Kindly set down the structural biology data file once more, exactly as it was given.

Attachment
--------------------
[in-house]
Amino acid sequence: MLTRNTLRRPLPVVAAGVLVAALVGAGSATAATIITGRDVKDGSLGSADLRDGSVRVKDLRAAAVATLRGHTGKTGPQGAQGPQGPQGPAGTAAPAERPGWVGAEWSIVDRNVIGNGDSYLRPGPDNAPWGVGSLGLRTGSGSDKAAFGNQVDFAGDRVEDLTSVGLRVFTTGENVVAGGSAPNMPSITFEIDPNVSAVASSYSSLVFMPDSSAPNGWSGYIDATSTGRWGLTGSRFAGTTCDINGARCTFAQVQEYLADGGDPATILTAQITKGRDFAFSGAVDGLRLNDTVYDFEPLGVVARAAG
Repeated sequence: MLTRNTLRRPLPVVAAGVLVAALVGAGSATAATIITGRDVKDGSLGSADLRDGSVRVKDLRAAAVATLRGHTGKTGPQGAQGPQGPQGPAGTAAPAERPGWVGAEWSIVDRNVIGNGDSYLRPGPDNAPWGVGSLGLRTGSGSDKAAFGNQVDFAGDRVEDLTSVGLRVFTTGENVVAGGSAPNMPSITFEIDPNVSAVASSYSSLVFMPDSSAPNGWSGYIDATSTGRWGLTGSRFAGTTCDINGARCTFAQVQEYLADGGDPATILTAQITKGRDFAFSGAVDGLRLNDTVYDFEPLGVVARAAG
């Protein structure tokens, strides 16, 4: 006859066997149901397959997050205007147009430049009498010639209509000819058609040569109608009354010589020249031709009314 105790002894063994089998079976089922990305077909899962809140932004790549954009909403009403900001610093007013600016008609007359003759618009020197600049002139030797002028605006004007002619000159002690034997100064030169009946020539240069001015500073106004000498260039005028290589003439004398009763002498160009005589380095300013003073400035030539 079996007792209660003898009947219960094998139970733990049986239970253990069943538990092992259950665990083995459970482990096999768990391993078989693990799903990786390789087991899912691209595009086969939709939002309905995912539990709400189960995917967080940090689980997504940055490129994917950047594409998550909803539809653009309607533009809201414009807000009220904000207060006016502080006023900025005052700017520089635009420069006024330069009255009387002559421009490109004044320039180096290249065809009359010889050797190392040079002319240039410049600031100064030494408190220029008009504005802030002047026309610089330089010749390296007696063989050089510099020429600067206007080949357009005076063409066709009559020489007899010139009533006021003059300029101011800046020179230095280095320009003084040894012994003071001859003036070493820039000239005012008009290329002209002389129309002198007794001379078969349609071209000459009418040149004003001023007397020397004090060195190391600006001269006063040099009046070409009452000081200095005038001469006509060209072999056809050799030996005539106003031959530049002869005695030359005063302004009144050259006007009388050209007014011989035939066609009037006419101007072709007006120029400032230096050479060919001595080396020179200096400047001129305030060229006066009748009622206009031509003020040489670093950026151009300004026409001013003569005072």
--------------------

[in-house]
Amino acid sequence: MLTRNTLRRPLPVVAAGVLVAALVGAGSATAATIITGRDVKDGSLGSADLRDGSVRVKDLRAAAVATLRGHTGKTGPQGAQGPQGPQGPAGTAAPAERPGWVGAEWSIVDRNVIGNGDSYLRPGPDNAPWGVGSLGLRTGSGSDKAAFGNQVDFAGDRVEDLTSVGLRVFTTGENVVAGGSAPNMPSITFEIDPNVSAVASSYSSLVFMPDSSAPNGWSGYIDATSTGRWGLTGSRFAGTTCDINGARCTFAQVQEYLADGGDPATILTAQITKGRDFAFSGAVDGLRLNDTVYDFEPLGVVARAAG
Repeated sequence: MLTRNTLRRPLPVVAAGVLVAALVGAGSATAATIITGRDVKDGSLGSADLRDGSVRVKDLRAAAVATLRGHTGKTGPQGAQGPQGPQGPAGTAAPAERPGWVGAEWSIVDRNVIGNGDSYLRPGPDNAPWGVGSLGLRTGSGSDKAAFGNQVDFAGDRVEDLTSVGLRVFTTGENVVAGGSAPNMPSITFEIDPNVSAVASSYSSLVFMPDSSAPNGWSGYIDATSTGRWGLTGSRFAGTTCDINGARCTFAQVQEYLADGGDPATILTAQITKGRDFAFSGAVDGLRLNDTVYDFEPLGVVARAAG
């Protein structure tokens, strides 16, 4: 006859066997149901397959997050205007147009430049009498010639209509000819058609040569109608009354010589020249031709009314 105790002894063994089998079976089922990305077909899962809140932004790549954009909403009403900001610093007013600016008609007359003759618009020197600049002139030797002028605006004007002619000159002690034997100064030169009946020539240069001015500073106004000498260039005028290589003439004398009763002498160009005589380095300013003073400035030539 079996007792209660003898009947219960094998139970733990049986239970253990069943538990092992259950665990083995459970482990096999768990391993078989693990799903990786390789087991899912691209595009086969939709939002309905995912539990709400189960995917967080940090689980997504940055490129994917950047594409998550909803539809653009309607533009809201414009807000009220904000207060006016502080006023900025005052700017520089635009420069006024330069009255009387002559421009490109004044320039180096290249065809009359010889050797190392040079002319240039410049600031100064030494408190220029008009504005802030002047026309610089330089010749390296007696063989050089510099020429600067206007080949357009005076063409066709009559020489007899010139009533006021003059300029101011800046020179230095280095320009003084040894012994003071001859003036070493820039000239005012008009290329002209002389129309002198007794001379078969349609071209000459009418040149004003001023007397020397004090060195190391600006001269006063040099009046070409009452000081200095005038001469006509060209072999056809050799030996005539106003031959530049002869005695030359005063302004009144050259006007009388050209007014011989035939066609009037006419101007072709007006120029400032230096050479060919001595080396020179200096400047001129305030060229006066009748009622206009031509003020040489670093950026151009300004026409001013003569005072």